He also became an on-air personality with WDIA, one of the first radio stations in the US to feature an all-black staff and programming geared toward blacks. He became one of the station’s most popular DJs.
His celebrity was such that in 1953 he recorded an “answer record” to Big Mama Thorntonn’s hit “Hound Dog” called “Bear Cat” and released on Sun Recordss. Although the song was the label’s first hit, a copyright-infringement suit ensued and nearly bankrupted Sam Phillips’ record label. Later, Rufus was one of the African American artists released by Sam Phillips as he oriented his label more toward white audiences and signed the likes of Elvis Presley in the place of the dismissed musicians.
Nevertheless, Rufus remembered spinning Elvis discs on WDIA. Management at the station forbade the deejays from playing Elvis during the years from 1953 to 1956. “They said blacks wouldn’t listen to Elvis. I tried to play him, I tried to tell them. No one can speak for a whole group.” At a major WDIA benefit in 1956 Rufus appeared, dressed as Chief Rocking Horse, and led Elvis onto stage in front of an all-black audience, arguing that introductions should be held until the end of the show, lest wild applause ensue. After Elvis did his pelvic gyration that evening, the inevitable frenzy of the kids in the audience did in fact drown out the emcees, proving Rufus right. “After that night,” recalled Rufus, “we were allowed to play Elvis.”
The prime of Rufus’s recording career came in the 1960s and early 1970s, when he was on the Stax roster, having one of the first hit sides at that historic label (“Walking the Dog”, 1963). At Stax, he recorded songs when he had something to record, as tunes came up, never collecting songs to be done in blocks. Songs were usually recorded in one or two takes, live. No one ever had a good idea which sides would make hits at Stax, the artists had no control over what got released, and little of what went on was plotted out or scripted in any way.
Rufus was often backed by Booker T. and the MG’s or the Bar-Kays, and his bands included many of the era’s finest musicians. Rufus once said
I’ll tell you a story,not many people know this one. It was the same club where I later wrote ‘Do the Funky Chicken,’ in Covington, Tennessee. I had two guitar players, I can’t remember the second one’s name at the time, but the first one was a young guy, playin’ just terrible, loud, out of tune, all over the place. After a while, I said, “Send him home, I can’t use a guitar player who plays like that.” That dude was Jimi Hendrix.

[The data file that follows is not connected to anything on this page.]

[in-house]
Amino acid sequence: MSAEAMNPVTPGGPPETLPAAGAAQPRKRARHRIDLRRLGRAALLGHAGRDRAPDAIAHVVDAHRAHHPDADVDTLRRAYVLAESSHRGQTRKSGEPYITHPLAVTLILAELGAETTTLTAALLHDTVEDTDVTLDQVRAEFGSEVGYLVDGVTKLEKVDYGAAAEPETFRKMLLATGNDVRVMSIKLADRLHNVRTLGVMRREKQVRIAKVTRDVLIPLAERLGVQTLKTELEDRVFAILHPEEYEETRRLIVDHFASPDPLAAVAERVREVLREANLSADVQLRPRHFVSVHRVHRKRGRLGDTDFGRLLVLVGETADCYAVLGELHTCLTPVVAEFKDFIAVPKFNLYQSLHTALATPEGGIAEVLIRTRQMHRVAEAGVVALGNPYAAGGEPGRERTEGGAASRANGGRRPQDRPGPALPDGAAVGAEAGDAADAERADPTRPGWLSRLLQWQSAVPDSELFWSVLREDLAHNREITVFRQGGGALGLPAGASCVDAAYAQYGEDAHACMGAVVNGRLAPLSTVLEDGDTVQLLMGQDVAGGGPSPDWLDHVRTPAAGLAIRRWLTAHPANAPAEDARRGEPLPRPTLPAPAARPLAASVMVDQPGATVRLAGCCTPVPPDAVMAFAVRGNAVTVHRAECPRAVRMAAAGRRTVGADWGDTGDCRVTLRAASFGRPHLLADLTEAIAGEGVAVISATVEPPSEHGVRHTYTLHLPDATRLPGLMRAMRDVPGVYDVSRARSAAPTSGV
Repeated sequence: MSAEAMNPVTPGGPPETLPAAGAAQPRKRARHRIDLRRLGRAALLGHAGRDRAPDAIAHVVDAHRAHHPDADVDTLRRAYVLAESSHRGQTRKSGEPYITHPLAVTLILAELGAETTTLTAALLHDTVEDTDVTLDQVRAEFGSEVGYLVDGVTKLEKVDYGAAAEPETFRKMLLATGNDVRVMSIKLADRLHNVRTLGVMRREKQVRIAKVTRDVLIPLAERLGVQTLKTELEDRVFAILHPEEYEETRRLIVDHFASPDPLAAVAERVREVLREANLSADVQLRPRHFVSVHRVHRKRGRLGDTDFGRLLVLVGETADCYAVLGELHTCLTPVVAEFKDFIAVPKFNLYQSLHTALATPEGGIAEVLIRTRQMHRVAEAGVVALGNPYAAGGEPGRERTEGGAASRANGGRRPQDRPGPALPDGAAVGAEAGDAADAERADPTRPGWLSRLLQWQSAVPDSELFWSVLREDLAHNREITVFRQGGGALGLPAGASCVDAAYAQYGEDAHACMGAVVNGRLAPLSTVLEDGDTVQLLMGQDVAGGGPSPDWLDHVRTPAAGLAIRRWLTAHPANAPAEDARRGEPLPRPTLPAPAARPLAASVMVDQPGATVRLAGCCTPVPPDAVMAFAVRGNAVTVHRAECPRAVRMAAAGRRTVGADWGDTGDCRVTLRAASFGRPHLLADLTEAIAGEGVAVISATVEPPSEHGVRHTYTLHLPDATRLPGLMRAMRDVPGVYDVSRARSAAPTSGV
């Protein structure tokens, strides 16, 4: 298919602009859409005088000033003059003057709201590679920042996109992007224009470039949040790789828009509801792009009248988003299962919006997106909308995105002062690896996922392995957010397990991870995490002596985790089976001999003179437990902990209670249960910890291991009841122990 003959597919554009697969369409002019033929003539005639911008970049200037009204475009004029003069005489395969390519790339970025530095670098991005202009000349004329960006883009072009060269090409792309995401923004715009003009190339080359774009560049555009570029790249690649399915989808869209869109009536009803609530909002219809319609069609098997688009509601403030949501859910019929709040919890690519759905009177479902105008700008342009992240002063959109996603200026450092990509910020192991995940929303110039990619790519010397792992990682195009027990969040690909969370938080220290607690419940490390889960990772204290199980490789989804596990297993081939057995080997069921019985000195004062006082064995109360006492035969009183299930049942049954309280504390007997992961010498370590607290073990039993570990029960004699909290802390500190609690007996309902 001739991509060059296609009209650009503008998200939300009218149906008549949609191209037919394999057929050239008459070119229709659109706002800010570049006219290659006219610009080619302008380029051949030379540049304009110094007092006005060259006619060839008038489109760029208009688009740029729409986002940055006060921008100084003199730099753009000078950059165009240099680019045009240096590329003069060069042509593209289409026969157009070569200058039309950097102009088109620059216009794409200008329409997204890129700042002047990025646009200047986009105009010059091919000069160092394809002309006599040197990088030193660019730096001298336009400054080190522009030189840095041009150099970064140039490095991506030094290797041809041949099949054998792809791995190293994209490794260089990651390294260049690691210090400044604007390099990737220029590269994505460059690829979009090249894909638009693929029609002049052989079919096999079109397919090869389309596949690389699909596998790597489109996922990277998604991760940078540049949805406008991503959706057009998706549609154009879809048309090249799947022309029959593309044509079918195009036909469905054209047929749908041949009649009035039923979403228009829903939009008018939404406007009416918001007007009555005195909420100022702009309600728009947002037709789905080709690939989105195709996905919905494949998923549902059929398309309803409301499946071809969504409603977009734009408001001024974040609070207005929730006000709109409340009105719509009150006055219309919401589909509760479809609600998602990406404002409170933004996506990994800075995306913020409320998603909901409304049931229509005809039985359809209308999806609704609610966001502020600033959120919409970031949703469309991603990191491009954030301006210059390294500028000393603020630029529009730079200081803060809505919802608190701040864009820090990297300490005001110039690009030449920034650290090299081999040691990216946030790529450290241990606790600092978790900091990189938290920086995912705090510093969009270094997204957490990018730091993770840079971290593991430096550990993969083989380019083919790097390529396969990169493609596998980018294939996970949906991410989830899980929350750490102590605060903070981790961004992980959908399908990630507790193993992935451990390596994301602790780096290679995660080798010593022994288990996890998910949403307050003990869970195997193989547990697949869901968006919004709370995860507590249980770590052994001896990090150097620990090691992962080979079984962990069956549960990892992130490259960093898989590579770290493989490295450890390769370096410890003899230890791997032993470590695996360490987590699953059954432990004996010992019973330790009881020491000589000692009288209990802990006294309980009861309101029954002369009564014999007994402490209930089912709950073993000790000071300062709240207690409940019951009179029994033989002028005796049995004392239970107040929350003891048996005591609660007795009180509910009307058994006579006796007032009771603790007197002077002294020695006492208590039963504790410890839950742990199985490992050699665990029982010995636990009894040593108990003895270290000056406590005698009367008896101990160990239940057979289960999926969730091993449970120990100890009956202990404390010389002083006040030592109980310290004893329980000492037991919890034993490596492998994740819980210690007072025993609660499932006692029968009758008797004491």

Late in his career, for years, Rufus performed at the Porretta Soul Festival in Porretta Termee, Italy. The outdoor amphitheater in which he performed has been re-named “Rufus Thomas Park.” In 1996 Rufus and William Bell headlined at the Olympics in Atlanta. In September 1997, he performed at the Framingham (Massachusetts) Blues Festival and included an updated version of “Walking the Dog”.
A baseball devotee, Rufus was a fan of the Atlanta Braves. He claimed never to be able to turn down ice cream–and favored vanilla drenched in maraschino cherry juice. His beverages of choice, rather than roadhouse specialties, were sweetened iced tea and fruit-flavored sodas. Until late in his life, he remained an avid listener of music, respecting artists as diverse as Prince, Preston Shannon, and Denise Lasalle. Highlights of his career included calming an unruly crowd at the early ‘seventies Wattstax Festival, and performing with James Brown’s band.]]>
Thomas attended one semester at Tennessee A&I Universityy, but due to economic conditions left to pursue a career as a professional entertainer, joining up in 1936 with the Rabbit Foot Minstrels, an all-black revue that toured the South. He then worked for twenty-two years at a textile plant and didn’t leave that job until about 1963, around the time of his “Dog” hits. He started at WDIA in 1951 (despite biographies placing his start a year earlier). At WDIA, he hosted an afternoon show called Hoot and Holler. WDIA, featuring an African-American format, was known as “the mother station of the Negroes” and became an important source of blues and R&B music for a generation, its audience consisting of white as well as black listeners. Thomas’s mentor was Nat D. Williams, a pioneer black deejay at WDIA as well as Thomas’s high school history teacher, columnist for black newspapers, and host of an amateur show at Memphis’s Palace Theater. For years Thomas himself took hosting duties for the amateur show and, in that capacity, is credited with the discovery of B.B. King.